Impact of a Videoconference Brain Injury Rehabilitation Curriculum on the Clinical Practice of Participants

D.S. Gray, C. Richards, M. Konrad, and E. Tian (Canada)


rehabilitation, E-learning, under-serviced communities, videoconference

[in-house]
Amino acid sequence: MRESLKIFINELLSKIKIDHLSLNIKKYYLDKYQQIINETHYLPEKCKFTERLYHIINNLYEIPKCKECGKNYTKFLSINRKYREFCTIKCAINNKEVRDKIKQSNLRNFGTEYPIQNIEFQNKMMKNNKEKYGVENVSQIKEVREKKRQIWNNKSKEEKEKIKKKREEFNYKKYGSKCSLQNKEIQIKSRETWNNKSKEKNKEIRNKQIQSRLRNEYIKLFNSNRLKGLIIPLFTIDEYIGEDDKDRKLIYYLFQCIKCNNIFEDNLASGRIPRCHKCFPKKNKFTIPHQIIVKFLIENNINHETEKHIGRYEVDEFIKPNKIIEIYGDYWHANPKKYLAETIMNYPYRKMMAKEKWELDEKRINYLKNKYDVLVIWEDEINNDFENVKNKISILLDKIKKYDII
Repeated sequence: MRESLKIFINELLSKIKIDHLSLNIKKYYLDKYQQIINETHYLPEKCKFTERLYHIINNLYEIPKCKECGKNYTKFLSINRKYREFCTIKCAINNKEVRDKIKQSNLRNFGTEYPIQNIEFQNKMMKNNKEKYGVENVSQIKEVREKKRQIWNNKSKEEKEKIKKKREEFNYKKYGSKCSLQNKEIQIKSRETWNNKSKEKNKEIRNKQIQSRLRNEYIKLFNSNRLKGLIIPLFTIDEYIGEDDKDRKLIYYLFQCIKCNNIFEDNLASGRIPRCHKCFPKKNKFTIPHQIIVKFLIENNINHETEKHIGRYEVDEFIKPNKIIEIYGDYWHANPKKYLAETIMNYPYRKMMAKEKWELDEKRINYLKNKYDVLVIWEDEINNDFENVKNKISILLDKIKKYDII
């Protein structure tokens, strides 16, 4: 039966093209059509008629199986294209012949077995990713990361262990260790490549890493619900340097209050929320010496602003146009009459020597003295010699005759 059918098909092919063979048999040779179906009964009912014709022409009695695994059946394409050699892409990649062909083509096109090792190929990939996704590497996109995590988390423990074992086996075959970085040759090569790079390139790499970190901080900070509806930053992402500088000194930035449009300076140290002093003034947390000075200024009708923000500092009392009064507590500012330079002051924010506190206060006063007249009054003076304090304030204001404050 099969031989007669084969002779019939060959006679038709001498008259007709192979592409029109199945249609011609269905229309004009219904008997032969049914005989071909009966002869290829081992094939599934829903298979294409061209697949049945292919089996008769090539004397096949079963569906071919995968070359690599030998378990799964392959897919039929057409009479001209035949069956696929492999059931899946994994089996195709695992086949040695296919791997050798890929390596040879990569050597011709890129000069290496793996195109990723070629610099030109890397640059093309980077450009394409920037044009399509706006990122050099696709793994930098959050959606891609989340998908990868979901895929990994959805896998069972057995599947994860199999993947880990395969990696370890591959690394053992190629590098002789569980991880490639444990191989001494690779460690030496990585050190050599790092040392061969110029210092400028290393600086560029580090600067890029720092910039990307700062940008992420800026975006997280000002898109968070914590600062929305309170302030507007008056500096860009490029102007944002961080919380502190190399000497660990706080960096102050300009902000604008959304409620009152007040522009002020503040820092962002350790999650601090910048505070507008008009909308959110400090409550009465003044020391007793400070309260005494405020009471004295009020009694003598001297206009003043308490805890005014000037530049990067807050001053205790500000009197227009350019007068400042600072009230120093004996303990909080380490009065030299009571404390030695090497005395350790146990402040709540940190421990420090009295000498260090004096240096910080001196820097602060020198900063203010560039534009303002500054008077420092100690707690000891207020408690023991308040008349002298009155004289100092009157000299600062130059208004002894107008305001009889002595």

Objectives: To assess the impact of a Brain Injury (BI) Rehabilitation curriculum delivered via videoconferencing on participant’s clinical practice. Methods: Self-volunteered participants were contacted for a three-month follow-up telephone interview after curriculum completion. A structured schedule of questions was utilized to obtain quantitative and qualitative data. Qualitative results were analysed using a constant comparative method of analysis to generate themes. Results: 49 interviews were conducted out of the 58 subjects initially identified. 91.8 % of the interviewees reported their expectations of the curriculum were met, 67.3% agreed or strongly agreed their confidence in working with BI clients was improved, and 77.6% felt their ability to provide clinical service to this population was improved. Conclusions: A videoconferenced brain injury curriculum reached participants over broad geographic areas. The curriculum increased participants’ confidence in dealing with BI clients and had a positive impact on participants’ ability to provide clinical service

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